could find no previous examination of this topic in our review of the medical
literature. Our primary goal was to determine whether minority children are
more likely than white children to be reported to Child Protective Services
(CPS) for suspected abuse. Our second goal was to determine whether minority
children are more likely than white children to be medically evaluated for
abuse by having a skeletal survey performed.
All children younger than 3 years admitted to the Children's Hospital
of Philadelphia between 1994 and 2000 for treatment of an acute primary skull
or long-bone fracture were identified from a hospital database of discharge International Classification of Diseases, Ninth Revision codes.
Long-bone fractures included fractures of the humerus, radius, ulna, femur,
tibia, or fibula. Primary criteria for admission to the hospital included
concern about possible child abuse or a parent's ability to care for the child,
need for surgical intervention or cast-care teaching for children with femur
fractures, delay in time to casting due to significant swelling, young age
of the child, and other significant diagnoses or injuries warranting admission.
The initial cohort identified from this search consisted of 550 children.
Charts from 28 (5.1%) children were unavailable for review and were therefore
excluded. An additional 28 cases were excluded because the primary reason
for admission was not treatment of an acute primary skull or long-bone fracture
(2 patients admitted for same-day surgery and 26 patients in whom fractures
were noted incidentally). Patients were also excluded if the injury was the
result of perpetrator-admitted child abuse (n = 2), a vehicular or bicycle
crash (n = 38), birth trauma (n = 9), or if the diagnostic evaluation revealed
the presence of metabolic or other bone disease (n = 19). As there were only
12 Asian children in the cohort, these children were excluded to simplify
the data analysis. The remaining 414 children became the participants for
the study. Children were not excluded if they had other injuries in addition
to the skull or long-bone fractures.
Hospital charts of these 414 children were abstracted by a senior medical
student (R.M.). Demographic data were obtained, including the child's race/ethnicity
(white vs black or Hispanic), age (<12 months vs ≥12 months [≥12
months to 3 years defined as toddlers]), and insurance status (private vs
none or Medicaid). Demographic information was obtained from the child's admission
data sheet, as reported by the child's parent or caretaker. Also abstracted
was specific information about the injury, including reported mechanism, presence
of other injuries, history or identification of previous injury, and diagnostic
studies performed. The main outcome measures were the ordering of a skeletal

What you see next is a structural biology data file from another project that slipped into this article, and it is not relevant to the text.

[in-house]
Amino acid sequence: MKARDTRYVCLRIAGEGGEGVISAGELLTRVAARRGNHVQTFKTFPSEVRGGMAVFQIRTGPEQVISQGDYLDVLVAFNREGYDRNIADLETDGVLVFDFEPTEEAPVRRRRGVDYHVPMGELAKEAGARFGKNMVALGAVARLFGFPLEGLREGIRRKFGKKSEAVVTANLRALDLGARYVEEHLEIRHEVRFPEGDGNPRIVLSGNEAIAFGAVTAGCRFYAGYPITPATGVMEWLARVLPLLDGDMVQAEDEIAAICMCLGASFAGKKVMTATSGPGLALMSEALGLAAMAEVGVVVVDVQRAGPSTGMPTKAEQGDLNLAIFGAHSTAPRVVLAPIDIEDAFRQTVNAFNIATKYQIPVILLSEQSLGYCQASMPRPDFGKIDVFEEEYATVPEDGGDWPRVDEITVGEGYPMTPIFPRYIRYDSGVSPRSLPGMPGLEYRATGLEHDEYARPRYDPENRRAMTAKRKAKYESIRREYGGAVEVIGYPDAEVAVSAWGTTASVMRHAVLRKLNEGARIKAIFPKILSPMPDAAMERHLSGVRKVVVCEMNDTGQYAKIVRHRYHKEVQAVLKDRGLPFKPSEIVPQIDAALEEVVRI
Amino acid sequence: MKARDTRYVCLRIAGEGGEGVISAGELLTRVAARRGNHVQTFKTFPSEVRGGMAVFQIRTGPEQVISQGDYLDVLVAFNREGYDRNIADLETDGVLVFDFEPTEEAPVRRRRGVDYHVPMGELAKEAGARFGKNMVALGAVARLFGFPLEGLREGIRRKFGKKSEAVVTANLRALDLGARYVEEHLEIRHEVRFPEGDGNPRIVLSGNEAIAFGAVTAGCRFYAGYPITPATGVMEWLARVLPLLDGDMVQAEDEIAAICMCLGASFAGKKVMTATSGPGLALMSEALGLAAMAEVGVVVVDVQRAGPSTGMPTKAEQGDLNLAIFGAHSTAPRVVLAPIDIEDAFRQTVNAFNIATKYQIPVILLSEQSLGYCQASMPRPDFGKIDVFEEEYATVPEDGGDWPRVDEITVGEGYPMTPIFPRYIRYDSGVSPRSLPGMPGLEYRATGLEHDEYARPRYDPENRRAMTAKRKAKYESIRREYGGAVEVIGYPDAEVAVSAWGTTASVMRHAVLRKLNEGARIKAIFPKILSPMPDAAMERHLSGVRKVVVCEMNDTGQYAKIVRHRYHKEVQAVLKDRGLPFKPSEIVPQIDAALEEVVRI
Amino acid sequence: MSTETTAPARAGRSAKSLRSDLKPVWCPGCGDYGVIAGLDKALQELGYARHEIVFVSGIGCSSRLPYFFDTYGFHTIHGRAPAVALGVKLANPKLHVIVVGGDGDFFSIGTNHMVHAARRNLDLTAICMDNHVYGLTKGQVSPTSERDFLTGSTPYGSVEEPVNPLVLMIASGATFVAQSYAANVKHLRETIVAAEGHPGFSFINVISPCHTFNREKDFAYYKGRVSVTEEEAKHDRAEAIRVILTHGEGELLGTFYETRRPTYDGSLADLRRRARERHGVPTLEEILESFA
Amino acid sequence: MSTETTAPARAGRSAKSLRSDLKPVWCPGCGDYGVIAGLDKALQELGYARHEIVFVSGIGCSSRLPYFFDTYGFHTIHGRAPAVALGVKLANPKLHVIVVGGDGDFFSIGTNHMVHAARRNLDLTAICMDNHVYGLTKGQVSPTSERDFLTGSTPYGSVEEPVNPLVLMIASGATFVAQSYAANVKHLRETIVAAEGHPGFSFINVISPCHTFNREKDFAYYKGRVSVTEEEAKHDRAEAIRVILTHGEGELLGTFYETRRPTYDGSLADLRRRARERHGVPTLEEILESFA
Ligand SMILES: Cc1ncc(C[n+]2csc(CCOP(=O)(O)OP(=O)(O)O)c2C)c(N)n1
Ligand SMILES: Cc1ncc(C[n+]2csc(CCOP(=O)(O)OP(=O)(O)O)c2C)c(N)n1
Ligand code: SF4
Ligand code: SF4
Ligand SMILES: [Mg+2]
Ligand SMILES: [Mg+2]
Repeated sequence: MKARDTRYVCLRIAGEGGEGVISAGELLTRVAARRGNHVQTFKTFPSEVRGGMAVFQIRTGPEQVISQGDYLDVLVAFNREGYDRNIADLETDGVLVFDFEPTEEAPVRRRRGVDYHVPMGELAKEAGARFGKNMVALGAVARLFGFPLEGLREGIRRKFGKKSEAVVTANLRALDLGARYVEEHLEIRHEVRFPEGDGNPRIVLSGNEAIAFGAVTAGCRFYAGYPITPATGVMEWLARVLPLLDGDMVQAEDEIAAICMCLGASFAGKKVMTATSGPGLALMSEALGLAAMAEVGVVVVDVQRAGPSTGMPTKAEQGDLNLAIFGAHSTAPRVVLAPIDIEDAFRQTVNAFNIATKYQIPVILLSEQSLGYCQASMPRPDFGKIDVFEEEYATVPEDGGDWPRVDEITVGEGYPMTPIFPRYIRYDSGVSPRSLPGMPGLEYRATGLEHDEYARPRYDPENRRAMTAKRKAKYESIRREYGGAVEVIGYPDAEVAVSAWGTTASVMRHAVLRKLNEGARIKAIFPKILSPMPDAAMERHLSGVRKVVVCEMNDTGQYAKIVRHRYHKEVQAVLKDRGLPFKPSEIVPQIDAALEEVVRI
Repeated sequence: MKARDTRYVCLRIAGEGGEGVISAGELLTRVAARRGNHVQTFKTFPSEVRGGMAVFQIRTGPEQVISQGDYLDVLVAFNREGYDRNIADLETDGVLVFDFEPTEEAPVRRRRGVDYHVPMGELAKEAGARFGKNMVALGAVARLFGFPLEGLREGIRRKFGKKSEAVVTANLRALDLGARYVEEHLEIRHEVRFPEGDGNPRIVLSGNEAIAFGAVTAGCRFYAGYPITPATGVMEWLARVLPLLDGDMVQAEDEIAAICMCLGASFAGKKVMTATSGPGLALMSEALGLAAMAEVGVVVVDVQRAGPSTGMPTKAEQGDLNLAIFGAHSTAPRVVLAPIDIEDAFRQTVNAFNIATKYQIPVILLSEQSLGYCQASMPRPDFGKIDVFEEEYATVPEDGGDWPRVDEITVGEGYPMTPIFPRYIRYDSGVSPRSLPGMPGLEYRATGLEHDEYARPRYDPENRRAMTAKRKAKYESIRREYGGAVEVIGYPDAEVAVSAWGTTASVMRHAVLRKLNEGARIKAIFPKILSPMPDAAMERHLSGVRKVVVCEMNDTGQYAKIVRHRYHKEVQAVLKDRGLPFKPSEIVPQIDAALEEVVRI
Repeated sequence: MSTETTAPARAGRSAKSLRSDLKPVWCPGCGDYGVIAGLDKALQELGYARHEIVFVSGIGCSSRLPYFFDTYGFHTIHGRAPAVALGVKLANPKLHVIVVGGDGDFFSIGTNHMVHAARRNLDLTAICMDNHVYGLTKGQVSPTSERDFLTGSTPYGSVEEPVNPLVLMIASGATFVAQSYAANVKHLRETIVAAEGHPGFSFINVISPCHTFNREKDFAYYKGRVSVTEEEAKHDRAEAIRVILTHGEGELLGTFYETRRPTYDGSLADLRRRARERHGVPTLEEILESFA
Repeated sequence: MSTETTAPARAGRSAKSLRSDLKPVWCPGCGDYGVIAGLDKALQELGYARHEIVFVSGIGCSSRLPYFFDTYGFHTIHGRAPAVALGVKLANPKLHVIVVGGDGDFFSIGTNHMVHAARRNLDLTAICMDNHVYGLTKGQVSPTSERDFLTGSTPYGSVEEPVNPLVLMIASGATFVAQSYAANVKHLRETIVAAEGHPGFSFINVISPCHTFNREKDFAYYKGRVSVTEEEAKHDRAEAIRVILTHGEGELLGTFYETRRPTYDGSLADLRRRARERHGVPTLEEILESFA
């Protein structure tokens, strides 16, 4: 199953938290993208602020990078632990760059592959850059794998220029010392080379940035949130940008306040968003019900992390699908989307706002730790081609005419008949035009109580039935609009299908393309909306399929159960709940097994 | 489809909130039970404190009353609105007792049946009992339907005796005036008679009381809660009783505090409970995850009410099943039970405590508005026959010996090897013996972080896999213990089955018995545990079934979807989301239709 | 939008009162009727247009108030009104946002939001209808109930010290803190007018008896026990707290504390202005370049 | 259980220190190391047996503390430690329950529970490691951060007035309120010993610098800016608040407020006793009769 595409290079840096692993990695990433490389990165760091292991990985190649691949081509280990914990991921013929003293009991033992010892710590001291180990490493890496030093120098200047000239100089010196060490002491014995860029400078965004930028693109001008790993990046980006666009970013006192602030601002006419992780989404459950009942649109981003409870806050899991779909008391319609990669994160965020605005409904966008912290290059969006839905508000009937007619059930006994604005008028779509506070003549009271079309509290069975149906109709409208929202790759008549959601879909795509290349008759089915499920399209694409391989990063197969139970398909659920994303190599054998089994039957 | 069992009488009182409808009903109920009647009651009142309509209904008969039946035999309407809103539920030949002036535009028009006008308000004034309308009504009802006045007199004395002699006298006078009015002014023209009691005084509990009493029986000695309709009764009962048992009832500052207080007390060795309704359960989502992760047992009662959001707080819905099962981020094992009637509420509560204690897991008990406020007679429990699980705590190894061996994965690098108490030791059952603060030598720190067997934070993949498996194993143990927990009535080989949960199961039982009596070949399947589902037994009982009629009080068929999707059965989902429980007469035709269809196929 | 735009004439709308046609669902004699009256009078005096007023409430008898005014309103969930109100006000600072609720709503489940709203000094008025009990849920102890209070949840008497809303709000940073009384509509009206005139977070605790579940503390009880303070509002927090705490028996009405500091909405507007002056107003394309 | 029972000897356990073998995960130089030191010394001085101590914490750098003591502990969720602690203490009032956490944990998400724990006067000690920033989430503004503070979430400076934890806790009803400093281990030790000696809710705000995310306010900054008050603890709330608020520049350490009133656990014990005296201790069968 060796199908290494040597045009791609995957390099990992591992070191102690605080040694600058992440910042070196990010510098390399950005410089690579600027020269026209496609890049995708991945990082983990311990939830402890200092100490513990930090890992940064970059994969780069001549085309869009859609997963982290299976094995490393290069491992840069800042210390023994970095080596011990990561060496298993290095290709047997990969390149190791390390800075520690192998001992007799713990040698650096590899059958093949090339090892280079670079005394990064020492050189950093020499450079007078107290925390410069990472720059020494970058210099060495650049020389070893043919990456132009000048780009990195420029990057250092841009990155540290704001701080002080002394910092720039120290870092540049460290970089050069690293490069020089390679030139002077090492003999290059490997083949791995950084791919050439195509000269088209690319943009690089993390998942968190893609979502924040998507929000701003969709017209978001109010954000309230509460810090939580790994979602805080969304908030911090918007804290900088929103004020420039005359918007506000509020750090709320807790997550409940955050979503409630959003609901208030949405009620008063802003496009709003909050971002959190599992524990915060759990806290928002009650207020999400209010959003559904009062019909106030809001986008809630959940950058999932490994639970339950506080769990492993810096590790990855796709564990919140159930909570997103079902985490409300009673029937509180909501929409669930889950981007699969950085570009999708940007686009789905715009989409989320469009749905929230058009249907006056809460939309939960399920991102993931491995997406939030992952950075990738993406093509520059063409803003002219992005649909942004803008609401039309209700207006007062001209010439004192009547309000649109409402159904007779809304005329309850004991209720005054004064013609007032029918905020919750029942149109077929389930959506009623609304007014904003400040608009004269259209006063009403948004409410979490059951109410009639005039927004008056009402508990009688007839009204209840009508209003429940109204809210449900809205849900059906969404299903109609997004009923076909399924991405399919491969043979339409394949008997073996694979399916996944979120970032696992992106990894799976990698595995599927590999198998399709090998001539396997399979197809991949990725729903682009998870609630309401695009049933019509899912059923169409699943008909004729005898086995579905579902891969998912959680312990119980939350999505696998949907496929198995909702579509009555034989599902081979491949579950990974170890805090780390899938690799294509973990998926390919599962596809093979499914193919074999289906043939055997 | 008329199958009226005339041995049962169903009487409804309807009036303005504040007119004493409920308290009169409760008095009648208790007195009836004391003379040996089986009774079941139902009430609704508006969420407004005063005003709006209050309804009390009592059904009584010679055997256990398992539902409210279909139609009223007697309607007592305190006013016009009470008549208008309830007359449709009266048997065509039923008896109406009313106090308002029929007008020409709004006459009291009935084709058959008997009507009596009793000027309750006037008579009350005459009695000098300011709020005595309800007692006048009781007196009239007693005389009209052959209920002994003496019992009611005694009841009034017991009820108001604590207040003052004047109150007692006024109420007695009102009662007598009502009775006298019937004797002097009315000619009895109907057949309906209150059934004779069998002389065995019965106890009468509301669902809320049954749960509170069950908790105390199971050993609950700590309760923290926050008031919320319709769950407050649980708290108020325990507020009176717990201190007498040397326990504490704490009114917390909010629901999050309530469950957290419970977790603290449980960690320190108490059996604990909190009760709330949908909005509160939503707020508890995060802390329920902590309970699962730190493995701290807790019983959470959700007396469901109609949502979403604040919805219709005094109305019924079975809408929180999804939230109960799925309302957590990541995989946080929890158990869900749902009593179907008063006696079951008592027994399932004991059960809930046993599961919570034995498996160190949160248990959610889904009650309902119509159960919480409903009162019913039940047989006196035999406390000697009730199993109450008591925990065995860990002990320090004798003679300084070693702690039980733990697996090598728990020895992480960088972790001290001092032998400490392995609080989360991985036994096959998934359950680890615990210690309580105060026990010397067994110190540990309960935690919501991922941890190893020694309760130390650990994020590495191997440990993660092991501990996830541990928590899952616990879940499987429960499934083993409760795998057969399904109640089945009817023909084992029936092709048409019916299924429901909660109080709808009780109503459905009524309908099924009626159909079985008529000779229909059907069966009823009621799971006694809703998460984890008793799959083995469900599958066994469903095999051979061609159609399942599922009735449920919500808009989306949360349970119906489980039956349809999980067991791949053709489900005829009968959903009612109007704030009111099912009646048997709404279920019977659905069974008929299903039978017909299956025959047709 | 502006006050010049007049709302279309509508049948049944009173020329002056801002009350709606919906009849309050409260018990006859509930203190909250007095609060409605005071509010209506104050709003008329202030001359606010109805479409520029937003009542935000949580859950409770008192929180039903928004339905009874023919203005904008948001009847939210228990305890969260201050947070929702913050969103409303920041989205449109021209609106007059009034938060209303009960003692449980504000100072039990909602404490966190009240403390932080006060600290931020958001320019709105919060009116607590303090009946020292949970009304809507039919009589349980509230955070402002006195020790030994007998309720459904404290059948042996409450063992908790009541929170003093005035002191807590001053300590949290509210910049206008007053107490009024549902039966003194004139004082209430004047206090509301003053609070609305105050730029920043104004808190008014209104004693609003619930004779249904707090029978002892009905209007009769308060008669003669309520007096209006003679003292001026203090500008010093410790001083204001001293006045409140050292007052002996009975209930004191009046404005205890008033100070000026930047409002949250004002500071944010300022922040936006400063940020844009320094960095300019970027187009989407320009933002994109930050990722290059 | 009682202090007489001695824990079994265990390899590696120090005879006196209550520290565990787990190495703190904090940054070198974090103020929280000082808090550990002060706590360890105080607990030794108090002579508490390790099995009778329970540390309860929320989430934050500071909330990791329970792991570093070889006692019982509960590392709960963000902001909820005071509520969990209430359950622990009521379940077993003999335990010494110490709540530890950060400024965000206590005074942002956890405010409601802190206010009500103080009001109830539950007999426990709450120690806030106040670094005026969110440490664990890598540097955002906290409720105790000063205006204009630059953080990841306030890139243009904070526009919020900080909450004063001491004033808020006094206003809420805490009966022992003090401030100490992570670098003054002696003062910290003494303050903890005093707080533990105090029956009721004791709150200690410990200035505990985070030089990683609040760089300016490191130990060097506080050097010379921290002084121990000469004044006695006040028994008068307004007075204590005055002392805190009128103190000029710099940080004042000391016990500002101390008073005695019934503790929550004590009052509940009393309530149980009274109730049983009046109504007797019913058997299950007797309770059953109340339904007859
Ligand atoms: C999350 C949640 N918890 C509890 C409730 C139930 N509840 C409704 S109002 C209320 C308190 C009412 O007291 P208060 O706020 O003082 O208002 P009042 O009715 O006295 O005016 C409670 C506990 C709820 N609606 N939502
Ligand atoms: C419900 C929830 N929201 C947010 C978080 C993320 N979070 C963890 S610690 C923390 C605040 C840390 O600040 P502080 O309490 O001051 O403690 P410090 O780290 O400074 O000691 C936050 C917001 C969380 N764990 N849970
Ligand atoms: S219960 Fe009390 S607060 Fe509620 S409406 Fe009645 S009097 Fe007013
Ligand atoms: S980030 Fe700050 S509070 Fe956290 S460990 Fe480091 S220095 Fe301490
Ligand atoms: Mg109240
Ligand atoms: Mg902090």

survey to detect occult fractures and the reporting of the case to CPS.
To simplify the data analysis, several covariates in the model were
condensed into a single measure referred to as likelihood of abuse. One author
(C.W.C.) reviewed a brief history of each case, including the age of the child,
reported mechanism, past medical history and history of previous injury, and
presence of other external injury. The author was blinded to the child's name,
insurance status, and racial/ethnic background. The author was also blinded
to child protection team involvement and, whenever possible, specific historical
details that might identify the child. As only 45% of cases were reviewed
by the child protection team during hospitalization, the majority of cases
had never been reviewed previously by the authors. Additionally, the 177 patients
in this study that were seen by the child protection team represent only a
fraction of the more than 1000 inpatient cases evaluated by the team during
the time frame of this study.
After reviewing each history, the author was asked if a skeletal survey
should be performed. If a skeletal survey was requested and had been obtained,
the result of the study was provided. Based on the history and study results,
the reviewer was then asked whether the case should be identified as likely
or definitely accidental (subsequently referred to as accidental), indeterminate,
or likely or definitely abusive (subsequently referred to as abusive). The
ordering of a skeletal survey was determined to be appropriate if the reviewer
had wanted it to be performed.
While specific algorithms do not exist to help distinguish accidental
from abusive fractures, several authors have identified factors that indicate
an increased risk for abusive injury.4- 6 These
factors include: absence of reported injury, reports of very minor injury,
and long-bone fractures in children younger than 1 year. In our study, child
abuse was also determined by the presence of serious injury to other organ
systems or multiple fractures in the absence of metabolic bone disease, including
injuries in different stages of healing. Guidelines have been published for
the ordering of skeletal surveys; however, they leave much room for clinical
judgment. The American Academy of Pediatrics Section on Radiology has stated
that skeletal surveys should be mandatory in all children younger than 2 years
with suspected abuse. For children between 2 and 5 years of age, the decision
to order a skeletal survey should be "handled individually, based on the specific
clinical indicators of abuse."7 The American
Academy of Pediatrics recommendations and the above-cited child abuse literature
were incorporated into the clinical decisions to order a skeletal survey and